Visual Stake Out, which we often refer to as VSO is a J-Field exclusive, and is made possible only due to the complete integration of the wide array of sensors built into the TRIUMPH-LS. The actual uses of Visual Stake Out are as varied as the work we do. If your goal is to set stakes, this is simply the worlds' fastest, and least fatiguing method. To access VSO at any time while staking, simply press the GUIDE button.
When you select the GUIDE button. There are three optional screen views that you may choose from by pressing the top right button. Two of which are forward facing, one being an animated synthetic landscape view, and one with live video from the forward facing camera. Also included is an animated aerial view, which is very nice for the stakeout of lines, and viewing the overall task.
Animated Aerial View
Animated Synthetic View
This reviewing surveyors personal VSO preference is the animated synthetic landscape view. In this view, you will have arrows on the screen telling you which direction to face.
Once you are generally aimed in the correct direction, you will see a yellow line on the screen indicating the direction to walk. All that you have to do is follow it.
When you are approaching your destination, you will see that a simulated traffic cone is at the end of the yellow line.
Because the screen update rate is so incredibly fast and smooth, you can simply stick your survey pole into the cone, and the cone fills the screen. Using this method will get you within about 2 tenths of a foot all day long, all without ever looking at a numerical value on a display.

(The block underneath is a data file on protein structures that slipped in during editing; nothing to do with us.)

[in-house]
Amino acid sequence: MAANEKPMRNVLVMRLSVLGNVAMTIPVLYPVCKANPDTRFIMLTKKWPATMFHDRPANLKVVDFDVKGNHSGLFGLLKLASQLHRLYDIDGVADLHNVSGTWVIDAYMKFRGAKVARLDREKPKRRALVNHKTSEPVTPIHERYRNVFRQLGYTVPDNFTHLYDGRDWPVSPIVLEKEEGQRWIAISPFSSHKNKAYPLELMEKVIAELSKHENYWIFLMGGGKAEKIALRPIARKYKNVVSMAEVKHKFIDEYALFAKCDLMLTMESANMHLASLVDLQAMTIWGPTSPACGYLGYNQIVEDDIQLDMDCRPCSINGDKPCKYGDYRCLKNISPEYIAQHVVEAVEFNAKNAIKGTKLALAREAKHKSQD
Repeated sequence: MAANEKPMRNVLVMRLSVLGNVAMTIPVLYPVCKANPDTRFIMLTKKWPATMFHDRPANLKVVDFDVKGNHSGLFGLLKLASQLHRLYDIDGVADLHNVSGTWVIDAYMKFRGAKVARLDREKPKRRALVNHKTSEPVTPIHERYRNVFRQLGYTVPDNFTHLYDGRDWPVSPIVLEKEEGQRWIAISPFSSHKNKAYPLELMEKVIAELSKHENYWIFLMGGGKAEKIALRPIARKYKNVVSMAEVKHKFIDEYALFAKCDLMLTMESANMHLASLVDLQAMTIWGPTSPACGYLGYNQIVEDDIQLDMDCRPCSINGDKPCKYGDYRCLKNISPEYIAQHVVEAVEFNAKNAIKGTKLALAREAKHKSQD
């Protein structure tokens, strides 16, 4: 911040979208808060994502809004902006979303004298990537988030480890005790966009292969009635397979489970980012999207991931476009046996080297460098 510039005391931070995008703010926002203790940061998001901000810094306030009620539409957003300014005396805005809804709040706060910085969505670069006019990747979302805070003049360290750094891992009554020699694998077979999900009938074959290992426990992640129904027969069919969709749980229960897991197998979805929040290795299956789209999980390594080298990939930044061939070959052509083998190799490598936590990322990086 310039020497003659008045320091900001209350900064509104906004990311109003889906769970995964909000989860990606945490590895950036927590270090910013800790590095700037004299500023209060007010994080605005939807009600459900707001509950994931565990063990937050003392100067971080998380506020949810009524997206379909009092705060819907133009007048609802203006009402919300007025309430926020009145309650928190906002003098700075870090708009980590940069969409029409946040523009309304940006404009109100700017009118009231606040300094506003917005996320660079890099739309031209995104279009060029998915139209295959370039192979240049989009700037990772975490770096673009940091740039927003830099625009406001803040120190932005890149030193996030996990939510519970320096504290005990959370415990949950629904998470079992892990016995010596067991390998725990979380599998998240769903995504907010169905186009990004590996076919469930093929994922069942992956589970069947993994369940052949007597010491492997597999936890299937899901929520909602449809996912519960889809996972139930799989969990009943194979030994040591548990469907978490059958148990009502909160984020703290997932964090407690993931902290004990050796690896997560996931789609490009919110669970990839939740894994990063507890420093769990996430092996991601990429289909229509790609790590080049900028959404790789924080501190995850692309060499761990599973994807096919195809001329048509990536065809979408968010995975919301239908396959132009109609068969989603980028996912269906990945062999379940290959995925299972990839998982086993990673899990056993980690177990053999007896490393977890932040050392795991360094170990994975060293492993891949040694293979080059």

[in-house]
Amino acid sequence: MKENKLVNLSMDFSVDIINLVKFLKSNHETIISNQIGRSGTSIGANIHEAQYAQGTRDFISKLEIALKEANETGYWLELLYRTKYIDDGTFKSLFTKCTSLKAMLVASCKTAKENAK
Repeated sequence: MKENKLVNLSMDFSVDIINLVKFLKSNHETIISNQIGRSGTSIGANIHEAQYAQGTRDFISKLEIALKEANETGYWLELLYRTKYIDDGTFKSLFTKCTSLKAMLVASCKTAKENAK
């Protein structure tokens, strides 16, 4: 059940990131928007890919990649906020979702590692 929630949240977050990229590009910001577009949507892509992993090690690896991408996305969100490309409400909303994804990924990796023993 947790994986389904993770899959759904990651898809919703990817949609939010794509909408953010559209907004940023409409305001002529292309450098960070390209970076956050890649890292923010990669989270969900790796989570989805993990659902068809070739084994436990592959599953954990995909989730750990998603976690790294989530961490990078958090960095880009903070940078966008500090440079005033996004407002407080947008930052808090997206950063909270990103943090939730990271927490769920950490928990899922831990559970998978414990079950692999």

At this point, when you press the back button, you will be at the normal stakeout screen, where you have the information to make your fine adjustment.
For a surveyor performing stakeout work, the surveyor is relieved of the constant monitoring of In/Out Left Right, or North and East numerical information normally provided by a data collector. This leaves much more mental energy to devote to the other aspects of the job at hand. If a surveyor is working solo, and carrying their own lath bag, hammer, and survey pole, being able to walk to the exact spot the stake goes, without ever having to actually stop and read any numbers is priceless. In addition, it is worth noting that if you are looking down at a data collector screen, reading numbers to navigate to your point, you will find the VSO method to be much safer when you find yourself surrounded by construction equipment, and you can actually keep your head up.
If you are staking out an alignment, the alignment will be depicted as a light blue line on the ground, and any endpoints, and interval points which have been specified will be depicted by the familiar traffic cones. The point you are currently staking will be depicted with a silver colored cone, and the points not yet staked will be depicted as orange traffic cones. This is as close to cheating as any surveyor should ever get.
When you are performing boundary work, VSO can be one of your best friends. It will point right to what you are looking for. This is where the video overlay can be very useful, it will answer the questions of which side of the tree would be the best to start clearing with a machete, and is the point we are looking for on the other side of the stream?
It looks like we get to stay dry on this first one.
Because the water is not quite 2 feet deep, someone is going to get wet today.
I have also found that the video overlay of GUIDE is also a useful method of verifying the internal compass calibration. As an example, when you stake out the point number of your base station, you should find it hiding right behind a traffic cone.
When you are within 10 feet of the target point, the traffic cone becomes transparent.
This is a feature that must be seen, and used to be believed. Until you do, please just trust me.
Professional Surveyor, Ohio 7869